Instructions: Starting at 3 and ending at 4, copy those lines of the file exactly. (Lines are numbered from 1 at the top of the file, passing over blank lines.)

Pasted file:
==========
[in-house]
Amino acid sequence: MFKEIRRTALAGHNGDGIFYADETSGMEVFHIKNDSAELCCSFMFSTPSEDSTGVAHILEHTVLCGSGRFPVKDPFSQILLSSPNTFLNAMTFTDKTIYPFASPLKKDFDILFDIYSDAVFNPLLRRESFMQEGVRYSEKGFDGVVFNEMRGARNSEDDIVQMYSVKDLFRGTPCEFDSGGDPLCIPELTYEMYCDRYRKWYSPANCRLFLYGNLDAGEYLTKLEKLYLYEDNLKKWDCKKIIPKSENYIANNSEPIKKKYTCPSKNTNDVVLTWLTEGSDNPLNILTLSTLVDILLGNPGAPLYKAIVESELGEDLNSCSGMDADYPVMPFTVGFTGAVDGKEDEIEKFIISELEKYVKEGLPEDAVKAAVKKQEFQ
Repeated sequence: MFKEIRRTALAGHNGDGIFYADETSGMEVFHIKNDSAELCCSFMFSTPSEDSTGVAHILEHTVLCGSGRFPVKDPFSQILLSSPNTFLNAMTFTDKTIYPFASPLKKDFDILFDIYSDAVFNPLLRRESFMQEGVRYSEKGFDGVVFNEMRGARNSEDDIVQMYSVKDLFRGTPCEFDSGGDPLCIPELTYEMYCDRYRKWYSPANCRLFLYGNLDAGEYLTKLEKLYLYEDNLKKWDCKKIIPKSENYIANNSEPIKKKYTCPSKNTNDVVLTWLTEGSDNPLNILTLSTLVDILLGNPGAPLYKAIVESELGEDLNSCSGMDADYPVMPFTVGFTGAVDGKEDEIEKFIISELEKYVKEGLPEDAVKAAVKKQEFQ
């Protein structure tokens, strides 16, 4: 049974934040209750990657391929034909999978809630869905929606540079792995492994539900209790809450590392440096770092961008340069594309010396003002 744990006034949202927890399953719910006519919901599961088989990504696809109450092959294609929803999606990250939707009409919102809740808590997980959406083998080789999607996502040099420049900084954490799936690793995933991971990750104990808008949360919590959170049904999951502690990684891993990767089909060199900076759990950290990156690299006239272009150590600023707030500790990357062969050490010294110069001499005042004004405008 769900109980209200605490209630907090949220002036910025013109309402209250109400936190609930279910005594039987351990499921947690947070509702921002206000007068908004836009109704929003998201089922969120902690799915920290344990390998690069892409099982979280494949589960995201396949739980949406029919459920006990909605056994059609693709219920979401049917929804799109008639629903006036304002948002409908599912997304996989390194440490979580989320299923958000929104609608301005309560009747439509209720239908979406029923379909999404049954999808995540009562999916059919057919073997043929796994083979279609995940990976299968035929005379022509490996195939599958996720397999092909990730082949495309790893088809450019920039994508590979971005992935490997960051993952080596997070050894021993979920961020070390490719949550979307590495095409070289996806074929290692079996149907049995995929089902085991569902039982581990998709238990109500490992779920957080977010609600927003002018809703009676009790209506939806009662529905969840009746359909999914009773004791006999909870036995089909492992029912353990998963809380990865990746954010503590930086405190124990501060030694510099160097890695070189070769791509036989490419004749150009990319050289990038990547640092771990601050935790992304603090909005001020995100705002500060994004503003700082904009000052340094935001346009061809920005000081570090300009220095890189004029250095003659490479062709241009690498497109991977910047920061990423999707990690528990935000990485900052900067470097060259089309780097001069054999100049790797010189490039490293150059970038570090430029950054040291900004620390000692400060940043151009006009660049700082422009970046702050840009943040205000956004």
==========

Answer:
Repeated sequence: MFKEIRRTALAGHNGDGIFYADETSGMEVFHIKNDSAELCCSFMFSTPSEDSTGVAHILEHTVLCGSGRFPVKDPFSQILLSSPNTFLNAMTFTDKTIYPFASPLKKDFDILFDIYSDAVFNPLLRRESFMQEGVRYSEKGFDGVVFNEMRGARNSEDDIVQMYSVKDLFRGTPCEFDSGGDPLCIPELTYEMYCDRYRKWYSPANCRLFLYGNLDAGEYLTKLEKLYLYEDNLKKWDCKKIIPKSENYIANNSEPIKKKYTCPSKNTNDVVLTWLTEGSDNPLNILTLSTLVDILLGNPGAPLYKAIVESELGEDLNSCSGMDADYPVMPFTVGFTGAVDGKEDEIEKFIISELEKYVKEGLPEDAVKAAVKKQEFQ
């Protein structure tokens, strides 16, 4: 049974934040209750990657391929034909999978809630869905929606540079792995492994539900209790809450590392440096770092961008340069594309010396003002 744990006034949202927890399953719910006519919901599961088989990504696809109450092959294609929803999606990250939707009409919102809740808590997980959406083998080789999607996502040099420049900084954490799936690793995933991971990750104990808008949360919590959170049904999951502690990684891993990767089909060199900076759990950290990156690299006239272009150590600023707030500790990357062969050490010294110069001499005042004004405008 769900109980209200605490209630907090949220002036910025013109309402209250109400936190609930279910005594039987351990499921947690947070509702921002206000007068908004836009109704929003998201089922969120902690799915920290344990390998690069892409099982979280494949589960995201396949739980949406029919459920006990909605056994059609693709219920979401049917929804799109008639629903006036304002948002409908599912997304996989390194440490979580989320299923958000929104609608301005309560009747439509209720239908979406029923379909999404049954999808995540009562999916059919057919073997043929796994083979279609995940990976299968035929005379022509490996195939599958996720397999092909990730082949495309790893088809450019920039994508590979971005992935490997960051993952080596997070050894021993979920961020070390490719949550979307590495095409070289996806074929290692079996149907049995995929089902085991569902039982581990998709238990109500490992779920957080977010609600927003002018809703009676009790209506939806009662529905969840009746359909999914009773004791006999909870036995089909492992029912353990998963809380990865990746954010503590930086405190124990501060030694510099160097890695070189070769791509036989490419004749150009990319050289990038990547640092771990601050935790992304603090909005001020995100705002500060994004503003700082904009000052340094935001346009061809920005000081570090300009220095890189004029250095003659490479062709241009690498497109991977910047920061990423999707990690528990935000990485900052900067470097060259089309780097001069054999100049790797010189490039490293150059970038570090430029950054040291900004620390000692400060940043151009006009660049700082422009970046702050840009943040205000956004």